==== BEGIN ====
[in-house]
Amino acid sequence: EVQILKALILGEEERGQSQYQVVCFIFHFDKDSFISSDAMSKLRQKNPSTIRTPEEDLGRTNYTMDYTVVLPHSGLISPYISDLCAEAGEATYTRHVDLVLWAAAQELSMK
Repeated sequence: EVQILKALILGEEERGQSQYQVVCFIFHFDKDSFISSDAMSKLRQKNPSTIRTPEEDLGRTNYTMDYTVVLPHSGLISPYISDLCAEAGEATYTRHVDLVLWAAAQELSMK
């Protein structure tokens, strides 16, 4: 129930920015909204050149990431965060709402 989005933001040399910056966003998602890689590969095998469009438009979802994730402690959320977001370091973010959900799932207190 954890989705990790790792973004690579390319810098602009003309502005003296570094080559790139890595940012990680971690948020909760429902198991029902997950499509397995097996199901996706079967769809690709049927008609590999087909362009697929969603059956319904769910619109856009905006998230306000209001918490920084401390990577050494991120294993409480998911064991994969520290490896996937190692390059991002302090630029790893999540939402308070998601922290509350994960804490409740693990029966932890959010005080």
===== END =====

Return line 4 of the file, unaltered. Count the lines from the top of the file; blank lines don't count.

């Protein structure tokens, strides 16, 4: 129930920015909204050149990431965060709402 989005933001040399910056966003998602890689590969095998469009438009979802994730402690959320977001370091973010959900799932207190 954890989705990790790792973004690579390319810098602009003309502005003296570094080559790139890595940012990680971690948020909760429902198991029902997950499509397995097996199901996706079967769809690709049927008609590999087909362009697929969603059956319904769910619109856009905006998230306000209001918490920084401390990577050494991120294993409480998911064991994969520290490896996937190692390059991002302090630029790893999540939402308070998601922290509350994960804490409740693990029966932890959010005080």